April 29, 2019

This is a good news/bad news update.

We attempted to Leave Charleston with our newly conditioned propellers on Sunday, April 19th. We had been in Charleston for a week and were ready to shove off the dock.  Unfortunately, the boat vibrated tremendously when the throttles were pushed up. Vibration high enough that I had blurred vision.  So we throttled back, made a U-turn to the boat yard, and tied up in the marina.  It was Easter weekend and the boatyard was closed until Monday.

I was at the office bright and early Monday morning and reported the problem.  The yard was great.  They hauled out the boat, removed the props, and returned them to the prop shop. They determined that the props were not balanced properly and gave us a 24 hour turn time to fix the problem and return the props.  We launched on Tuesday April 23rd.  The mechanics from the yard and I went for a ride.  The original problem of gray some seemed to be gone.  My tooth fillings were no longer in jeopardy, but the boat still shook.  Another U-turn back to the yard.

We checked the engine alignment and made it better.  We went for another ride and had the same results.  The boat was hauled out for a third time on Wednesday.  The props were pulled and sent back to the shop.  The shafts were inspected and found to be straight as an arrow.  The struts and rudders were good.

Our props came back on Thursday April 24th.  We knew they would be there soon when the travel lift arrived and started to lift the boat.  We rolled over to the launch area, the props arrived and were reinstalled, and we splashed.  I think the yard was anxious to get rid of us. Surely these are now the best, most perfectly balanced, straight, perfect props ever!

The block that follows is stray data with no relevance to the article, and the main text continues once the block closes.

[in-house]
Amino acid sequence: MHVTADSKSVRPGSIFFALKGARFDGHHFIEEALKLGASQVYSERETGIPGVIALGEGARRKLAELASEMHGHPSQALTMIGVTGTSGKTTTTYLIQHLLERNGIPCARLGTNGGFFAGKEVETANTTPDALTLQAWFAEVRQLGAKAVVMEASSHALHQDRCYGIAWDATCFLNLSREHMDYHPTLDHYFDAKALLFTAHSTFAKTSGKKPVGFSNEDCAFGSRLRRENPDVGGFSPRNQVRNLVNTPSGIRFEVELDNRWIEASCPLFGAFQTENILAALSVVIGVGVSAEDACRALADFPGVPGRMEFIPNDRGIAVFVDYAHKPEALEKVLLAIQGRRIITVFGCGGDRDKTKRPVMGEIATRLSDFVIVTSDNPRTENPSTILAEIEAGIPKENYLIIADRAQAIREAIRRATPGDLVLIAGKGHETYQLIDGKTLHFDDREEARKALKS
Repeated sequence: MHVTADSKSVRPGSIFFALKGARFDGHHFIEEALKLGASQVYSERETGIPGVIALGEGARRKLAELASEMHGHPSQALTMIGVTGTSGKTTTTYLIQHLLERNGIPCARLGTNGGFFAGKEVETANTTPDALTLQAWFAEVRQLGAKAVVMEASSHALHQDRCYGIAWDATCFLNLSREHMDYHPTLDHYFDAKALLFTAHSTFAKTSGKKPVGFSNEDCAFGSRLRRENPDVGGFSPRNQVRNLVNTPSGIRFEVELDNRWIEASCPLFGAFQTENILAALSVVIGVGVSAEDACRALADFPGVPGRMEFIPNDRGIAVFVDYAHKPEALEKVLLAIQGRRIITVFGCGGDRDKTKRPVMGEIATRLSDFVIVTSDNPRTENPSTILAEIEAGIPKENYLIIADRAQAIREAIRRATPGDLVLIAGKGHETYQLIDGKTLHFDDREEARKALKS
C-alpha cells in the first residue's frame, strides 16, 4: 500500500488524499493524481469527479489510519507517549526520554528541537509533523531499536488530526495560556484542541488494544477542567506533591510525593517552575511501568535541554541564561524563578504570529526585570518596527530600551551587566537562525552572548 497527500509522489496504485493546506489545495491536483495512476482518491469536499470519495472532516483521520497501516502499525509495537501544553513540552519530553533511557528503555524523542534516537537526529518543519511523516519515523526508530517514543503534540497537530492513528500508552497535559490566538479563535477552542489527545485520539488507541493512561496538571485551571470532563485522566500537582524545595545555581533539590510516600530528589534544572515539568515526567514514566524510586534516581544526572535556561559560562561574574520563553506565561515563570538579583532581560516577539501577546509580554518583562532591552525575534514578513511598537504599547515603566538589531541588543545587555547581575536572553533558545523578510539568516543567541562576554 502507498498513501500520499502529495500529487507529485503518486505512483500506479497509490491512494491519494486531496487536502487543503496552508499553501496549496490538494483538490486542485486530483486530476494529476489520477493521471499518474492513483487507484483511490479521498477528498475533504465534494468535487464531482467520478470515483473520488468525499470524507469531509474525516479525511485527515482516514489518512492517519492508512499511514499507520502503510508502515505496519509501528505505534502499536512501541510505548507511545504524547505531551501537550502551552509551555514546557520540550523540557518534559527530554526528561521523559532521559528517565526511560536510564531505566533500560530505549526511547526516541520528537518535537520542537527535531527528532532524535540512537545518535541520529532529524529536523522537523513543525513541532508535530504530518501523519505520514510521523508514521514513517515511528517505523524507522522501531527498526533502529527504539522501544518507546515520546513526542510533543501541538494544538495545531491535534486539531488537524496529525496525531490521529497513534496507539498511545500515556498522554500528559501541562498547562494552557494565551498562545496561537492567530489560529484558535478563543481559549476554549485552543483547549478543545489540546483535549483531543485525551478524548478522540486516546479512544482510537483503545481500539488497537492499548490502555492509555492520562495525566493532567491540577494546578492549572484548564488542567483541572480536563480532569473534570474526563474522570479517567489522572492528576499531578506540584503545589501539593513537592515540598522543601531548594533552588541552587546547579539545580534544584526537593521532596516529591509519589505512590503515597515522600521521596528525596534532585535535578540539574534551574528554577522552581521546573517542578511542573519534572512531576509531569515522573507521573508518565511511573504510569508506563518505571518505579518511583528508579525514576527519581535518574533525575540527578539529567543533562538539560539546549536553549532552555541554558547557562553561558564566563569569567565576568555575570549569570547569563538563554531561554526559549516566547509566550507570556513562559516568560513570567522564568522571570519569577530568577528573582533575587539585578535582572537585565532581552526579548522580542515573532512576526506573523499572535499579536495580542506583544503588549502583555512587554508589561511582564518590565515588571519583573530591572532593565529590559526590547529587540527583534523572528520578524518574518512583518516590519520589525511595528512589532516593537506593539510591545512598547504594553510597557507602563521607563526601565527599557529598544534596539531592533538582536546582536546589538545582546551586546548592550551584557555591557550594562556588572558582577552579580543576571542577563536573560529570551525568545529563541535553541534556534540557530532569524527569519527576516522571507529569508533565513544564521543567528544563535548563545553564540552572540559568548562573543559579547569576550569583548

Reinstalling the props for the third time
Our final launch

Half the crew from the yard and I went for a ride.  We pushed the throttles forward, and ……. still shaking.  The vibration now is harmonic; it vibrates for about a second then drops off for about a second. And repeats indefinitely.

The theory from the yard now if that the new prop geometry is creating cavitation.  My theory is the prop shop did something wrong.  But we have to move on.  Charleston was great and we could not have asked for better Southern hospitality from our friends John and Brandy.  But we have a loop to complete.  Another 5500 miles to go.  We don’t think the vibration level is hurting the boat so we are casting off the dock lines.

We will determine our next step on the way to Chesapeake Bay.  I have a feeling the bottom of the boat will be seeing either Maryland or Virginia sunshine and the props will be off for the fourth time.



Friday, April 19, 2019:

As I write this we are in Charleston, SC, a little over 500 miles into our 6,000-mile journey.  Nautilus has been safe, comfortable, and reliable but we took the opportunity while here to address a couple problems.

Just before we left North Palm Beach, we had an AIS (Automatic Information System) transceiver installed on our boat.  AIS transmits the boat name, length, beam, current position, direction of travel, and current latitude and longitude position of the vessel to other boats having it installed.  We can also see the same information for boats which have AIS installed.  All commercial vessels and some recreational vessels have it.  We thought it would be handy to see barges, tugs, and other vessels hidden around curves towards us.  There are portions of the Intracoastal Waterway that are too narrow to pass a large boat or barge and it’s a great way to ensure nothing large is coming our way.